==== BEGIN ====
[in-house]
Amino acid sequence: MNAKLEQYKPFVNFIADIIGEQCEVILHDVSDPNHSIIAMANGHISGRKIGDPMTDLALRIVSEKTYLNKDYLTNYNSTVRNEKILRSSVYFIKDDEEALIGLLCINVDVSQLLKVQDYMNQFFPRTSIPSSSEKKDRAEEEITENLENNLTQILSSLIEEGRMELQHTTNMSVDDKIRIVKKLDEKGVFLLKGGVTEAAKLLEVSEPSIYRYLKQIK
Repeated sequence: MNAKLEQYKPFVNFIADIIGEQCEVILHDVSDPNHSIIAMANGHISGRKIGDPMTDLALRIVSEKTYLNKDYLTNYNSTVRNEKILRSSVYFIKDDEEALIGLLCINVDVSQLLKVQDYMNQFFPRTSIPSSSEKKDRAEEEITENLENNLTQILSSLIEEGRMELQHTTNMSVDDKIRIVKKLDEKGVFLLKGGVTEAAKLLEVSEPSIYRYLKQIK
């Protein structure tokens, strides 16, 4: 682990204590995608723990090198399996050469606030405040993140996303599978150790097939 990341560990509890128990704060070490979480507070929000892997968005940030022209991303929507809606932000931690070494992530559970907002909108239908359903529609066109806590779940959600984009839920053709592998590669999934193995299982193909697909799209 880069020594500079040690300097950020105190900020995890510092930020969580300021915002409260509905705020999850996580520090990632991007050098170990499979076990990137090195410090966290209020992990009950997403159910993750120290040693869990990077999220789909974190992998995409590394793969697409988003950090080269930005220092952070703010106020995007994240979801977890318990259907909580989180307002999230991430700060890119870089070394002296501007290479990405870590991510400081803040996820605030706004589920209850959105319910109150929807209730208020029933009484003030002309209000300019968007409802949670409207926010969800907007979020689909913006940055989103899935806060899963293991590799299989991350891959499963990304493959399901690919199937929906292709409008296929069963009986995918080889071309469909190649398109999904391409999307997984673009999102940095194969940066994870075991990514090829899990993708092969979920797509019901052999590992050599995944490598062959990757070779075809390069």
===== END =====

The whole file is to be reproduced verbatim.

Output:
[in-house]
Amino acid sequence: MNAKLEQYKPFVNFIADIIGEQCEVILHDVSDPNHSIIAMANGHISGRKIGDPMTDLALRIVSEKTYLNKDYLTNYNSTVRNEKILRSSVYFIKDDEEALIGLLCINVDVSQLLKVQDYMNQFFPRTSIPSSSEKKDRAEEEITENLENNLTQILSSLIEEGRMELQHTTNMSVDDKIRIVKKLDEKGVFLLKGGVTEAAKLLEVSEPSIYRYLKQIK
Repeated sequence: MNAKLEQYKPFVNFIADIIGEQCEVILHDVSDPNHSIIAMANGHISGRKIGDPMTDLALRIVSEKTYLNKDYLTNYNSTVRNEKILRSSVYFIKDDEEALIGLLCINVDVSQLLKVQDYMNQFFPRTSIPSSSEKKDRAEEEITENLENNLTQILSSLIEEGRMELQHTTNMSVDDKIRIVKKLDEKGVFLLKGGVTEAAKLLEVSEPSIYRYLKQIK
């Protein structure tokens, strides 16, 4: 682990204590995608723990090198399996050469606030405040993140996303599978150790097939 990341560990509890128990704060070490979480507070929000892997968005940030022209991303929507809606932000931690070494992530559970907002909108239908359903529609066109806590779940959600984009839920053709592998590669999934193995299982193909697909799209 880069020594500079040690300097950020105190900020995890510092930020969580300021915002409260509905705020999850996580520090990632991007050098170990499979076990990137090195410090966290209020992990009950997403159910993750120290040693869990990077999220789909974190992998995409590394793969697409988003950090080269930005220092952070703010106020995007994240979801977890318990259907909580989180307002999230991430700060890119870089070394002296501007290479990405870590991510400081803040996820605030706004589920209850959105319910109150929807209730208020029933009484003030002309209000300019968007409802949670409207926010969800907007979020689909913006940055989103899935806060899963293991590799299989991350891959499963990304493959399901690919199937929906292709409008296929069963009986995918080889071309469909190649398109999904391409999307997984673009999102940095194969940066994870075991990514090829899990993708092969979920797509019901052999590992050599995944490598062959990757070779075809390069």